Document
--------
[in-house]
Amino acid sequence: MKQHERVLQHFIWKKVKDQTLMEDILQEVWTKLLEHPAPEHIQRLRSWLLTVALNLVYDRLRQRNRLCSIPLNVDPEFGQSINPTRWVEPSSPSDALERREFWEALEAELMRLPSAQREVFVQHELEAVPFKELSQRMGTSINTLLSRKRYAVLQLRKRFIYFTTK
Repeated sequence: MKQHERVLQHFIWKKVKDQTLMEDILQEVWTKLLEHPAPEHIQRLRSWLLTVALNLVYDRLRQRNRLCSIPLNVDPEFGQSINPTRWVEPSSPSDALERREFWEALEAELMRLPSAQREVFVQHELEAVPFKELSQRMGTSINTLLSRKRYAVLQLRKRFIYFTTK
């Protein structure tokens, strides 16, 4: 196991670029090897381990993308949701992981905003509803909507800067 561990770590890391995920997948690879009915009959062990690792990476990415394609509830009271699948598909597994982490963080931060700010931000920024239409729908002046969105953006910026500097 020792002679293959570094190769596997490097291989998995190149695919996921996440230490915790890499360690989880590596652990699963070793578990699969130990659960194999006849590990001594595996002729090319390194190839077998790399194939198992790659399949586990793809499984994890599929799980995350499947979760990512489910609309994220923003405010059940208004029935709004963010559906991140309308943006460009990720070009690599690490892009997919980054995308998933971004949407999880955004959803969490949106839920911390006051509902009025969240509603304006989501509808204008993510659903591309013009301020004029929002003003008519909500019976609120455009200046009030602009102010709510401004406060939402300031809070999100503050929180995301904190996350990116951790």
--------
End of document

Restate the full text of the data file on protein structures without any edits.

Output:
[in-house]
Amino acid sequence: MKQHERVLQHFIWKKVKDQTLMEDILQEVWTKLLEHPAPEHIQRLRSWLLTVALNLVYDRLRQRNRLCSIPLNVDPEFGQSINPTRWVEPSSPSDALERREFWEALEAELMRLPSAQREVFVQHELEAVPFKELSQRMGTSINTLLSRKRYAVLQLRKRFIYFTTK
Repeated sequence: MKQHERVLQHFIWKKVKDQTLMEDILQEVWTKLLEHPAPEHIQRLRSWLLTVALNLVYDRLRQRNRLCSIPLNVDPEFGQSINPTRWVEPSSPSDALERREFWEALEAELMRLPSAQREVFVQHELEAVPFKELSQRMGTSINTLLSRKRYAVLQLRKRFIYFTTK
């Protein structure tokens, strides 16, 4: 196991670029090897381990993308949701992981905003509803909507800067 561990770590890391995920997948690879009915009959062990690792990476990415394609509830009271699948598909597994982490963080931060700010931000920024239409729908002046969105953006910026500097 020792002679293959570094190769596997490097291989998995190149695919996921996440230490915790890499360690989880590596652990699963070793578990699969130990659960194999006849590990001594595996002729090319390194190839077998790399194939198992790659399949586990793809499984994890599929799980995350499947979760990512489910609309994220923003405010059940208004029935709004963010559906991140309308943006460009990720070009690599690490892009997919980054995308998933971004949407999880955004959803969490949106839920911390006051509902009025969240509603304006989501509808204008993510659903591309013009301020004029929002003003008519909500019976609120455009200046009030602009102010709510401004406060939402300031809070999100503050929180995301904190996350990116951790």